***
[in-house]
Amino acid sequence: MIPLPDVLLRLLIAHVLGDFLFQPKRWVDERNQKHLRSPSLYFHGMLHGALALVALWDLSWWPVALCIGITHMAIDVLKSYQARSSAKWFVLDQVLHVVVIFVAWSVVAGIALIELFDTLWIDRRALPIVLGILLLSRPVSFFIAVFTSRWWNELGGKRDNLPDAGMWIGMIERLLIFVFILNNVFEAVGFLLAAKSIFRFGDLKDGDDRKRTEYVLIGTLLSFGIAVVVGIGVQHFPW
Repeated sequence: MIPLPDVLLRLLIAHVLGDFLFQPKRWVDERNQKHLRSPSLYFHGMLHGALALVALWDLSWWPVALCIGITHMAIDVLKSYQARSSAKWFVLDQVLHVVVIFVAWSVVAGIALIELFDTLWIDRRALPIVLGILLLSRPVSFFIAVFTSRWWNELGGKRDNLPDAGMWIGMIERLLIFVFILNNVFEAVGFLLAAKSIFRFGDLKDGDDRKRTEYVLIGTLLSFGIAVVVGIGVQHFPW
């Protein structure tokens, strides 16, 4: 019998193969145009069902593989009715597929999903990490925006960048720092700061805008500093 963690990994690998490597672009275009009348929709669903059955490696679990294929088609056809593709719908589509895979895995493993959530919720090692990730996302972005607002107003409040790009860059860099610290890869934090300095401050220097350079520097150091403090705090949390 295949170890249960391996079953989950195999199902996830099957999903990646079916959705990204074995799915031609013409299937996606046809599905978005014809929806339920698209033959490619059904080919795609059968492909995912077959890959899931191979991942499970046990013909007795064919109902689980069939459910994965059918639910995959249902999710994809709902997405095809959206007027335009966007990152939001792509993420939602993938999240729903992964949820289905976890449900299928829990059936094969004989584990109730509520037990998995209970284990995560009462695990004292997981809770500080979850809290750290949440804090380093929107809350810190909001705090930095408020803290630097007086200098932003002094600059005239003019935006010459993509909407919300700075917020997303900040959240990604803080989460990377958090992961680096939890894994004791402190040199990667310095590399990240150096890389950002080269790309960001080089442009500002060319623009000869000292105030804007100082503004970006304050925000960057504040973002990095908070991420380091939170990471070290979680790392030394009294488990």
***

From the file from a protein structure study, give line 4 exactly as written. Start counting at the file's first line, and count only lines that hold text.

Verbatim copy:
């Protein structure tokens, strides 16, 4: 019998193969145009069902593989009715597929999903990490925006960048720092700061805008500093 963690990994690998490597672009275009009348929709669903059955490696679990294929088609056809593709719908589509895979895995493993959530919720090692990730996302972005607002107003409040790009860059860099610290890869934090300095401050220097350079520097150091403090705090949390 295949170890249960391996079953989950195999199902996830099957999903990646079916959705990204074995799915031609013409299937996606046809599905978005014809929806339920698209033959490619059904080919795609059968492909995912077959890959899931191979991942499970046990013909007795064919109902689980069939459910994965059918639910995959249902999710994809709902997405095809959206007027335009966007990152939001792509993420939602993938999240729903992964949820289905976890449900299928829990059936094969004989584990109730509520037990998995209970284990995560009462695990004292997981809770500080979850809290750290949440804090380093929107809350810190909001705090930095408020803290630097007086200098932003002094600059005239003019935006010459993509909407919300700075917020997303900040959240990604803080989460990377958090992961680096939890894994004791402190040199990667310095590399990240150096890389950002080269790309960001080089442009500002060319623009000869000292105030804007100082503004970006304050925000960057504040973002990095908070991420380091939170990471070290979680790392030394009294488990």